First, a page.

It’s our first, giant step into Oz. We showed Oz in Dreameater, but here we spend a little while in Oz. It’s a big book, both physically and content-wise. Fans of the old characters who haven’t been around in a while, this is a good book to pick up.
I also did the holiday edition with Raven and Dirk Manning, who’s a Shadowline writer, which comes out in December, which makes it a holiday edition.
Omnicomic: From a broader industry standpoint, where do you fall on the digital/print divide? Do you have a preference or think either is good or bad?
Shand: I don’t think ether is good or bad. If anyone picks up a book of mine, whether it’s in store or online, they’re reading my book. Personally, as a reader, I prefer the pages to turn manually. I prefer that cardboard smell of comics and I wouldn’t want to stop anyone from loving the physicality of books.
We just put out the Alice hardcover and who’s going to pick that up and say I wish it was on the iPad? If someone wants to have that in addition to the book, who am I to say buy the book. I have digital books.
Omnicomic: If there was one character (Zenescope or not), who would it be and why?
Shand: Ok. I have two answers.
I love Callie and that’s a great character. Raven knows I love her and if an annual opens up I’m going to go for it. He was goofing around with me and said maybe I’ll just give you issue 6 to write. And I said no, this is yours.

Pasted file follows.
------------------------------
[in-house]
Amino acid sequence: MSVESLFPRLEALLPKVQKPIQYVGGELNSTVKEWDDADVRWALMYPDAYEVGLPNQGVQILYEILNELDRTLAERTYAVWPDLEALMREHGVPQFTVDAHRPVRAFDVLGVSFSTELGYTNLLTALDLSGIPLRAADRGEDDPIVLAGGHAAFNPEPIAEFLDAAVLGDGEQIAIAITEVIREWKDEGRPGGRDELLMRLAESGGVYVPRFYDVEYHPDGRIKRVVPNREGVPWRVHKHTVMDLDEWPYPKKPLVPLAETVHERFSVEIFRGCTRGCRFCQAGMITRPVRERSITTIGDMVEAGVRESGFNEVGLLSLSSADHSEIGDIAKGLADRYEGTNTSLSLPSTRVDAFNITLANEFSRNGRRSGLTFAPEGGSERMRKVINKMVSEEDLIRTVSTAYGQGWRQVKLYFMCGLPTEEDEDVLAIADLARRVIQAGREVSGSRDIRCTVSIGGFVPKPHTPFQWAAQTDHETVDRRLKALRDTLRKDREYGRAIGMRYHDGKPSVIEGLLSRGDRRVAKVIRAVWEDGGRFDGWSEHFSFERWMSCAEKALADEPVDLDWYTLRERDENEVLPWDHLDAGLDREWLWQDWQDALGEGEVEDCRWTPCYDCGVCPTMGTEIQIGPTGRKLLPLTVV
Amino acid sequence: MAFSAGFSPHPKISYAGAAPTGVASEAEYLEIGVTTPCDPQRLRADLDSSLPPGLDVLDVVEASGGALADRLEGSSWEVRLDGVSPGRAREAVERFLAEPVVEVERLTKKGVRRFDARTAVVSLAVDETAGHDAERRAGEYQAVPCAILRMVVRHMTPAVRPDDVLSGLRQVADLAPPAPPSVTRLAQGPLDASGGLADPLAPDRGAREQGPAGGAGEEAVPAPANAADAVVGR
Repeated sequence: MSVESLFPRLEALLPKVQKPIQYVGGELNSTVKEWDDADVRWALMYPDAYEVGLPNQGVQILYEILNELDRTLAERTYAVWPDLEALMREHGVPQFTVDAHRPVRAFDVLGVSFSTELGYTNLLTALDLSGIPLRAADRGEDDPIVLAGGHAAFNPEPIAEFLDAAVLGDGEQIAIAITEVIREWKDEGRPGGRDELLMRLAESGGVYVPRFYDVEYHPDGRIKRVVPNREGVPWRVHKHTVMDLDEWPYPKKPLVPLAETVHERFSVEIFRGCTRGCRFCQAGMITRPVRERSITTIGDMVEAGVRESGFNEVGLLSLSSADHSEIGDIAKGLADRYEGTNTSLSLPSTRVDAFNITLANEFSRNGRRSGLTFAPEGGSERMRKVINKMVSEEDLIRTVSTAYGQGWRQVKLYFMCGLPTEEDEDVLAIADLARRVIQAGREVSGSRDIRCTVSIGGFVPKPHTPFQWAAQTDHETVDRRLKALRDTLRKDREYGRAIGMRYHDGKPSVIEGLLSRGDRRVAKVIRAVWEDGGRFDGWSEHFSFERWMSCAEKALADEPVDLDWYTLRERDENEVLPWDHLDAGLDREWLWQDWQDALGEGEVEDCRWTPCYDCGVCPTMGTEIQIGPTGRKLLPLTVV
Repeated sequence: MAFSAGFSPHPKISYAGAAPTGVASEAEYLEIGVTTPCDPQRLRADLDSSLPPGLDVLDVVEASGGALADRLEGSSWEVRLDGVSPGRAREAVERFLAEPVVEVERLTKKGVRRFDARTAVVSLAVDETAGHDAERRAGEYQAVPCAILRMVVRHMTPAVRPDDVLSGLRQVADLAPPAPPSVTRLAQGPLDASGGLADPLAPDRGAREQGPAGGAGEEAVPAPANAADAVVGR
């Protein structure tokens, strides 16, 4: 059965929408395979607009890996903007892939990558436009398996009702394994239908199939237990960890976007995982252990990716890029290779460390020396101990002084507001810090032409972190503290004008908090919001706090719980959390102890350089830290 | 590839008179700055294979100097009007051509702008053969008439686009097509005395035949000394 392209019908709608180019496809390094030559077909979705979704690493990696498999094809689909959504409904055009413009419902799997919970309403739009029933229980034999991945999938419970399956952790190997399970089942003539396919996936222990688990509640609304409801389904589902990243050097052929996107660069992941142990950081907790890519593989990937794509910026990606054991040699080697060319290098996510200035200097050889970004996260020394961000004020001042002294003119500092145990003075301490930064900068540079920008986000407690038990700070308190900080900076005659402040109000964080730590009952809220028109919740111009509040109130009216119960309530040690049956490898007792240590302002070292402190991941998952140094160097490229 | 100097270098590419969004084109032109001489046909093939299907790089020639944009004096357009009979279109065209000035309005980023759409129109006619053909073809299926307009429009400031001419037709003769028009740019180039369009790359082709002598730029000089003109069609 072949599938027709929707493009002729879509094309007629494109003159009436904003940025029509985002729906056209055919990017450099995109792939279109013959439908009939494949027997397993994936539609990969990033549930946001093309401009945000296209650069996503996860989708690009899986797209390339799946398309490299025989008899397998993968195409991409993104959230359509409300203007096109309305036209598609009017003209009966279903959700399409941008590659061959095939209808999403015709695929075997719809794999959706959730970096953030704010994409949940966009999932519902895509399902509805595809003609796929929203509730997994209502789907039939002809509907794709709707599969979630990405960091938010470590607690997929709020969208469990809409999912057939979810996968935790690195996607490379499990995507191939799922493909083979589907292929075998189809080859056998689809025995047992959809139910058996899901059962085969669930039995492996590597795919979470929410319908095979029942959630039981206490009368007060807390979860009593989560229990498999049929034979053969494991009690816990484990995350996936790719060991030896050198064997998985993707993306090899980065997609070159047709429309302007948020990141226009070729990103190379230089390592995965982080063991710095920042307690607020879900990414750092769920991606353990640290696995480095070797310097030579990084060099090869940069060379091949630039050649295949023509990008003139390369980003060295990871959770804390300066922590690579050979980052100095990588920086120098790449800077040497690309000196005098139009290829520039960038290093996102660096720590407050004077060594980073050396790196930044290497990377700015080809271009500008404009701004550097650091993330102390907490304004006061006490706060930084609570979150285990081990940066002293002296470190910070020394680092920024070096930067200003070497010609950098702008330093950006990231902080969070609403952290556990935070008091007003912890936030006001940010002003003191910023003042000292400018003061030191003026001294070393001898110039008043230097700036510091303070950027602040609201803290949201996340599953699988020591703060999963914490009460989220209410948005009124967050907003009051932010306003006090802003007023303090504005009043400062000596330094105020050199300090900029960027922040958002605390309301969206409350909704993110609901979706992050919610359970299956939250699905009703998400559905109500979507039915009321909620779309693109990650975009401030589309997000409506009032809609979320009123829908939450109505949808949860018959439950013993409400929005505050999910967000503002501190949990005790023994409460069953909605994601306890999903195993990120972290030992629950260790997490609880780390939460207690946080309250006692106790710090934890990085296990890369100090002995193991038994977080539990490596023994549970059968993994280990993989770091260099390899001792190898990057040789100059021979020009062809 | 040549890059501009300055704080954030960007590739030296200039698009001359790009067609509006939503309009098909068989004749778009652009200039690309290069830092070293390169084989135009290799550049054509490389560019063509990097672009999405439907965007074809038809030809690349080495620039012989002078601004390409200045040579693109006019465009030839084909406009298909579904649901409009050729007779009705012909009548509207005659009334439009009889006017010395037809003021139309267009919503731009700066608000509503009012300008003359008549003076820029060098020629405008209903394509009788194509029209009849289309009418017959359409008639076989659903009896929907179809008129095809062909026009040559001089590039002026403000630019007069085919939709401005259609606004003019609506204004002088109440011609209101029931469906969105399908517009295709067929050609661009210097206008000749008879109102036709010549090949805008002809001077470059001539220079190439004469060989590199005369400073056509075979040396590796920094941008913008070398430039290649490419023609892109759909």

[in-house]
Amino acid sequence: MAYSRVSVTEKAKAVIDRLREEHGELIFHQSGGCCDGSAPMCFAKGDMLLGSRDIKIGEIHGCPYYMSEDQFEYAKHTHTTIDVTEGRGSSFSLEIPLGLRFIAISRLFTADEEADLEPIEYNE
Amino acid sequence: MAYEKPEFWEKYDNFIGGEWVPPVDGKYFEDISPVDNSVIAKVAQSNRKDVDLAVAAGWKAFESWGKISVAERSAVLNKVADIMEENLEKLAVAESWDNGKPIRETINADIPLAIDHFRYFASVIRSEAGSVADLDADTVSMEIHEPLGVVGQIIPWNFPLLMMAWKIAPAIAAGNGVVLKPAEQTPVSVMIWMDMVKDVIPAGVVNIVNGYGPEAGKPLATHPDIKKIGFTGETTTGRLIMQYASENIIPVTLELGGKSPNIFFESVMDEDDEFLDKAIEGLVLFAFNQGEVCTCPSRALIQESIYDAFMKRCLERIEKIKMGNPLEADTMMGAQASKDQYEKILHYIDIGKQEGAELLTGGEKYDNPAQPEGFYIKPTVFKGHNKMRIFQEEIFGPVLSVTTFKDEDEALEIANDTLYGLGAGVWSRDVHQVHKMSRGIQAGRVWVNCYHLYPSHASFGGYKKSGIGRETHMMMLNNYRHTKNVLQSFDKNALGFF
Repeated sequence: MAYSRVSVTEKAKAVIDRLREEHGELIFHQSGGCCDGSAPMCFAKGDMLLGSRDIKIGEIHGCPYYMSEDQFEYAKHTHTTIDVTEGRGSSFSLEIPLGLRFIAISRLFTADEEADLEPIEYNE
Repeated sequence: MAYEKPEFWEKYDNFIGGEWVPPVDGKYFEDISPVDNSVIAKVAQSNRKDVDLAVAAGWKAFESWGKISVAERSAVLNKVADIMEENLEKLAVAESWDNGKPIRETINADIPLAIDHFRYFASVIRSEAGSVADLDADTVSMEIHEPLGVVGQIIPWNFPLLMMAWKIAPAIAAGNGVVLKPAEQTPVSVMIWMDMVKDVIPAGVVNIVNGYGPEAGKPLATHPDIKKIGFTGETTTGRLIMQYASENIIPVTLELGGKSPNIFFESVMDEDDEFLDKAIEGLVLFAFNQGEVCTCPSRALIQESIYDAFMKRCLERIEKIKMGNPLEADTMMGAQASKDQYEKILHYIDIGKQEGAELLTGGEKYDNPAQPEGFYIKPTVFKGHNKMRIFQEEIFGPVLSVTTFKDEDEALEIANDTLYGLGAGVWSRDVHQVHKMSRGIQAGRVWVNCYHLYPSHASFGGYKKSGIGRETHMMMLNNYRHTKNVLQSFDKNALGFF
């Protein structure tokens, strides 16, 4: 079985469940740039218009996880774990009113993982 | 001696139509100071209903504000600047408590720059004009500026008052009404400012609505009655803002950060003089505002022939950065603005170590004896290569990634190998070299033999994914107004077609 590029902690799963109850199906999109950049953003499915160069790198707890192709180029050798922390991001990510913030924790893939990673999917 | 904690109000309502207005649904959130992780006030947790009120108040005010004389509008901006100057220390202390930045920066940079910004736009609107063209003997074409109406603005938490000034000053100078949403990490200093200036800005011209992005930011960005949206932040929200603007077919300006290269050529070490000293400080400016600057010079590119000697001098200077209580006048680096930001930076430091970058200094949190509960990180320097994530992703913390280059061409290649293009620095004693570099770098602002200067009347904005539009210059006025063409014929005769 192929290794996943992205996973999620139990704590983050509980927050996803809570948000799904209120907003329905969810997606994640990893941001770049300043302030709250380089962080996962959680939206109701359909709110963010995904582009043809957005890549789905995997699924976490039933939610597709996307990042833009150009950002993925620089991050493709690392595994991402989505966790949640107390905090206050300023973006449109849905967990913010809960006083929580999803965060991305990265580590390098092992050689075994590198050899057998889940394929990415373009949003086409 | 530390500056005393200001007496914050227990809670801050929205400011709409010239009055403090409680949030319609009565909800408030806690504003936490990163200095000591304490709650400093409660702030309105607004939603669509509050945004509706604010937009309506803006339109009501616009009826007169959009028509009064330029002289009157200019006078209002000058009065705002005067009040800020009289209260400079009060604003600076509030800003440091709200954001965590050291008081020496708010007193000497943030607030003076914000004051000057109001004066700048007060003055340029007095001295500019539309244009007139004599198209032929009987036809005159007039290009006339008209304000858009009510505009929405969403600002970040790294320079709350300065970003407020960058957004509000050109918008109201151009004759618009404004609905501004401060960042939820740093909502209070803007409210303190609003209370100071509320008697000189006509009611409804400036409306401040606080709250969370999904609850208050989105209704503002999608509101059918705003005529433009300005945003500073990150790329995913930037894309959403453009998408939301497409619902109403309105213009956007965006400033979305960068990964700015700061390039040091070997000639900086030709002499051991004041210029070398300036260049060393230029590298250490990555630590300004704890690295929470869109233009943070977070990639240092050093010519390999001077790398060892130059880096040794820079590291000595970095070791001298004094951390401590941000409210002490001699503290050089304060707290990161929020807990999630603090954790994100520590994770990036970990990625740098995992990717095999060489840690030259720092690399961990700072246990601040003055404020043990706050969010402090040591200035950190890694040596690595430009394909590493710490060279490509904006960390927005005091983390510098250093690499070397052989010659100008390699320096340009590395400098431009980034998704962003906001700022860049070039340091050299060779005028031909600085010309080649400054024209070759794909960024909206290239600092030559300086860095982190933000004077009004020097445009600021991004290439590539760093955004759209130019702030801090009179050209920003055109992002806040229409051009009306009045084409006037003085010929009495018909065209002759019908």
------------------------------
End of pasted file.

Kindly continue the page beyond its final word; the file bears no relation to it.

It’s kind of a balance of what characters I want to play with and what characters can be written by someone else. Caliie is tied to Raven. If someone came along and started to write Robyn, I’d ask what was going on.
I have written Sela in small doses and I’d like to write more of her. Oh, Belinda! Belinda!
I love Belinda. You should buy Giant Sized!
Omnicomic: Robert Kirkman and The Walking Dead are all over the place. Do you think the Hollywoodization of comics is good or bad for the industry?
Shand: I think it’s neither. I think it’s excellent for comics.
I think the only negative is someone making a comic just to make a movie. When you read a comic you can see that. From what I’ve seen, we would never write a book thinking this will be a movie, so we’ll rush it. If we want to do a movie, we’ll make the book awesome, so people will say it should be made a movie.
That’s never the end goal. It’s an awesome possibility and something to strive toward. As long as the industry keeps that in mind and with the dawn of creator-owned books, I don't think that is going to be the mindset, not here and largely not elsewhere.
Omnicomic: What’s you convention schedule like after this?
Shand: I’m doing Austin and I may be doing New Orleans. I know I’m going to Austin with Stephen Haberman. I’m going to follow Zenescope wherever they want me to go.
Omnicomic: It seems that you’re being primed for a larger role in creating the Zenescope universe. Is that a fair assessment?
Shand: Considering books I can’t talk about, I’m going to say yes.
Omnicomic: Is there anything else you want to plug while you have the floor?
Shand: Yes. We have Grimm Universe #1 out, Godstorm #0 & #1 and Robyn Hood #1.
Grimm Universe #1 is a harder sell because it’s a series of one-shots. If you want to try a series of stories that start and end in the same book give it a try. A lot of cool things going on, so check Zenescope out.